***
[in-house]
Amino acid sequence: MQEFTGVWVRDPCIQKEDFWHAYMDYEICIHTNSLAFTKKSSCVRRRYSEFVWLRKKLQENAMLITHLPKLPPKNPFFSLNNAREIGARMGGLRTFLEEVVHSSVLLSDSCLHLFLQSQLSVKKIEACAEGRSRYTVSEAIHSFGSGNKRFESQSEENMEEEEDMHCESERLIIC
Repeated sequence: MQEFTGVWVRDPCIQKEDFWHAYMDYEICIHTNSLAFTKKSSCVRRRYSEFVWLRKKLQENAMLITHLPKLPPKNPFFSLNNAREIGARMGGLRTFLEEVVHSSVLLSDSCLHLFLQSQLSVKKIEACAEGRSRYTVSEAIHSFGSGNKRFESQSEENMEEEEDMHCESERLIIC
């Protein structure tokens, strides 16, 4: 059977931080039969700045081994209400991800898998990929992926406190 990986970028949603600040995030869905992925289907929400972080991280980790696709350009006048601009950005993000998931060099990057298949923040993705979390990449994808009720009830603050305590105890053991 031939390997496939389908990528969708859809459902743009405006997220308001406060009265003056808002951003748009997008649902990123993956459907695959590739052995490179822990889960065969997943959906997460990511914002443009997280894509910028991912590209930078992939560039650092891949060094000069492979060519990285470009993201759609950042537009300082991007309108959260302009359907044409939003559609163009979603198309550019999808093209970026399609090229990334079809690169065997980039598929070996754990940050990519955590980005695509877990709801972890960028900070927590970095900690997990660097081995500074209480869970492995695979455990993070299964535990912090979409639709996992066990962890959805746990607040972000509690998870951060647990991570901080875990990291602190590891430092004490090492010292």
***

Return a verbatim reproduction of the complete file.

[in-house]
Amino acid sequence: MQEFTGVWVRDPCIQKEDFWHAYMDYEICIHTNSLAFTKKSSCVRRRYSEFVWLRKKLQENAMLITHLPKLPPKNPFFSLNNAREIGARMGGLRTFLEEVVHSSVLLSDSCLHLFLQSQLSVKKIEACAEGRSRYTVSEAIHSFGSGNKRFESQSEENMEEEEDMHCESERLIIC
Repeated sequence: MQEFTGVWVRDPCIQKEDFWHAYMDYEICIHTNSLAFTKKSSCVRRRYSEFVWLRKKLQENAMLITHLPKLPPKNPFFSLNNAREIGARMGGLRTFLEEVVHSSVLLSDSCLHLFLQSQLSVKKIEACAEGRSRYTVSEAIHSFGSGNKRFESQSEENMEEEEDMHCESERLIIC
């Protein structure tokens, strides 16, 4: 059977931080039969700045081994209400991800898998990929992926406190 990986970028949603600040995030869905992925289907929400972080991280980790696709350009006048601009950005993000998931060099990057298949923040993705979390990449994808009720009830603050305590105890053991 031939390997496939389908990528969708859809459902743009405006997220308001406060009265003056808002951003748009997008649902990123993956459907695959590739052995490179822990889960065969997943959906997460990511914002443009997280894509910028991912590209930078992939560039650092891949060094000069492979060519990285470009993201759609950042537009300082991007309108959260302009359907044409939003559609163009979603198309550019999808093209970026399609090229990334079809690169065997980039598929070996754990940050990519955590980005695509877990709801972890960028900070927590970095900690997990660097081995500074209480869970492995695979455990993070299964535990912090979409639709996992066990962890959805746990607040972000509690998870951060647990991570901080875990990291602190590891430092004490090492010292």